Herbert is always claiming he needs more ‘Herbert time’ (which is a euphemism for wanking himself stupid and playing on his XBox 360, possibly simultaneously), but this tends to involve me leaving the house, rather than him striking out on his own. However, I’m beginning to take this need seriously. In all frankness, now that we’ve been together for fifteen years, I’m conscious that we both need to bring something back to the dining table to talk about.

Today, then, I set myself a special challenge: to take myself out for lunch. And it must be good lunch, too; a sandwich in a cafe doesn’t count. In fact, it is a very special lunch indeed, for I have just come across the information that the River Cafe is offering a 3-course weekday lunch for £28. If I don’t go alone, I won’t get the chance at all.

I confess that my stomach lurches as I enter. The River Cafe is a great, bustling monument to the chattering classes, and here am I, silent and a little apologetic. The waitress sits me next to the wood-fired oven ‘so that I can watch,’ and I’m grateful for the occupation. Nevertheless, after a few seconds of gazing at the general air of purpose, I get out a book from my bag and bury my head in it. When the waitress returns with chewy yellow bread, I gulp and order an aperitivo, prosecco with blood orange and Campari. Drinking alone, at lunchtime: very decadent.

I sink into my book, and try to block out the noise of the two men seated next to me. In their matching denim shirts, they are engaged in a peculiarly middle class fight, blokishly daring each other to opt for the slow braise of beef shin rather than the squid salad. I’ve ordered the braise already; and a heavy glass of wine to go with it.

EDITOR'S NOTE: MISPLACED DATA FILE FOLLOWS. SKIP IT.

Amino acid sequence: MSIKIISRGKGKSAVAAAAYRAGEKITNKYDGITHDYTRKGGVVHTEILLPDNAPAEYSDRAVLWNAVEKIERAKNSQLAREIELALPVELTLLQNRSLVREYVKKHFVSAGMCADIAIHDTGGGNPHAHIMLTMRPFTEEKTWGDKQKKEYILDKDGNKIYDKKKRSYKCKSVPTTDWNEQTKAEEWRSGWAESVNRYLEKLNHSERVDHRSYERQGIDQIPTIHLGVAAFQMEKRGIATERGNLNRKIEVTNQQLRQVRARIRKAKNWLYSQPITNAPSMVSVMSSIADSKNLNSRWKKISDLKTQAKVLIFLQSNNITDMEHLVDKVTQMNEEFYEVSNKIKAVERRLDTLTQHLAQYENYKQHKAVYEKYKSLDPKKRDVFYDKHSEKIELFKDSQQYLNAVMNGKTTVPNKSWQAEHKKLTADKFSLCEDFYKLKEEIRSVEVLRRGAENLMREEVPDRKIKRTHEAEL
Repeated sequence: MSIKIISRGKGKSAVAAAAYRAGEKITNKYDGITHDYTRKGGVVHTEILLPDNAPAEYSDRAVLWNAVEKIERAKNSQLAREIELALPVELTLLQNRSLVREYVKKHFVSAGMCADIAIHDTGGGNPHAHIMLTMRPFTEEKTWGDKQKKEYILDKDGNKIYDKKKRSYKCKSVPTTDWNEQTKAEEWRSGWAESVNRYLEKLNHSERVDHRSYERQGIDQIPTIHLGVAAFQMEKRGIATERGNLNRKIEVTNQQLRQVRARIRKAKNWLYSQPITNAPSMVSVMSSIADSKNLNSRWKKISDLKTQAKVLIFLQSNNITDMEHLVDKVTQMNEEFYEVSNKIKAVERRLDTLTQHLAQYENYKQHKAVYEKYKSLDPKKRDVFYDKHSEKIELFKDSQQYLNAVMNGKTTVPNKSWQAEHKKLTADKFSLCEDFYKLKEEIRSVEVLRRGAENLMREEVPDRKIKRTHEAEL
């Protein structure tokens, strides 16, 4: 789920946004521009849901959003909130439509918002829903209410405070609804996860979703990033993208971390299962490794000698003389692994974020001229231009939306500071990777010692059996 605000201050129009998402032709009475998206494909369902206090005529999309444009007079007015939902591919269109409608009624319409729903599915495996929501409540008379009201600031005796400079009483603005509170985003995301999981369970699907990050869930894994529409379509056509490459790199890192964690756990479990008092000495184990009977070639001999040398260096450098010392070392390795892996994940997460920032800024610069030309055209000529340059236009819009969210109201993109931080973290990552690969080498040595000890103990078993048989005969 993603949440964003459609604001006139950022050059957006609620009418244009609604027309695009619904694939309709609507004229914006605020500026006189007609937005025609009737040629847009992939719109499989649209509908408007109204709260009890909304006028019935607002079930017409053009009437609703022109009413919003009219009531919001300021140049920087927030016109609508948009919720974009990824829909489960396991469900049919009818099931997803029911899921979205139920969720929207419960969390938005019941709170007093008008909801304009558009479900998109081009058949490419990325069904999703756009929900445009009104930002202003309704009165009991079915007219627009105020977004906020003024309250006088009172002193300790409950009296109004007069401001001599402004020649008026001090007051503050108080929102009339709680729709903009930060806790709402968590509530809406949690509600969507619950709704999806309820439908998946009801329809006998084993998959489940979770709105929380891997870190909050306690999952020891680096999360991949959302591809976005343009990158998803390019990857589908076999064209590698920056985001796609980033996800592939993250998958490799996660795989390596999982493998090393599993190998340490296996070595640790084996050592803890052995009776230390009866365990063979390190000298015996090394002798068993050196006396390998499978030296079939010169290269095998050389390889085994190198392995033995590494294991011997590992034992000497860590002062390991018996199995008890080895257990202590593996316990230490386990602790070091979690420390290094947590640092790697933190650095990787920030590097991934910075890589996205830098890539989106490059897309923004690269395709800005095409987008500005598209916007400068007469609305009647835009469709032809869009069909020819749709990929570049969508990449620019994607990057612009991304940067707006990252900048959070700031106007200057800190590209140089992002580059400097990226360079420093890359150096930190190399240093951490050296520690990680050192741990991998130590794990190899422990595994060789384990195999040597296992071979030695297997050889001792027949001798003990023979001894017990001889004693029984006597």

I feel rather sleepy and luxuriant: buttery ravioli, completely surrendered beef, sticky polenta. I text Herbert to tell him what I’m doing, and am then piqued when he doesn’t reply. Does he disapprove?

More likely he’s got his phone on mute. How infantile marriage makes us sometimes, with its merging of personalities and practices, the way it brings your own finances under your partner’s account. I feel guilty having this sumptuous time while he’s stuck at work, but more than that, I feel guilty for just being alone, and for spending my own money on myself . We’re trained to say, ‘Because I’m worth it,’ but only when it applies to a bottle of cheap shampoo.

Later, at home, I ask Herbert,

‘Did you get the text about what I did at lunchtime?’

‘Hm, yes, I did,’ he says, and that is that. He is neither excited nor angered by the information – or even particularly interested. My lunchtimes are, after all, my own business.

Recipe: Braised Shin of Beef

The River Cafe is running it’s Winter Set Lunch on weekdays until 31st March. More details here.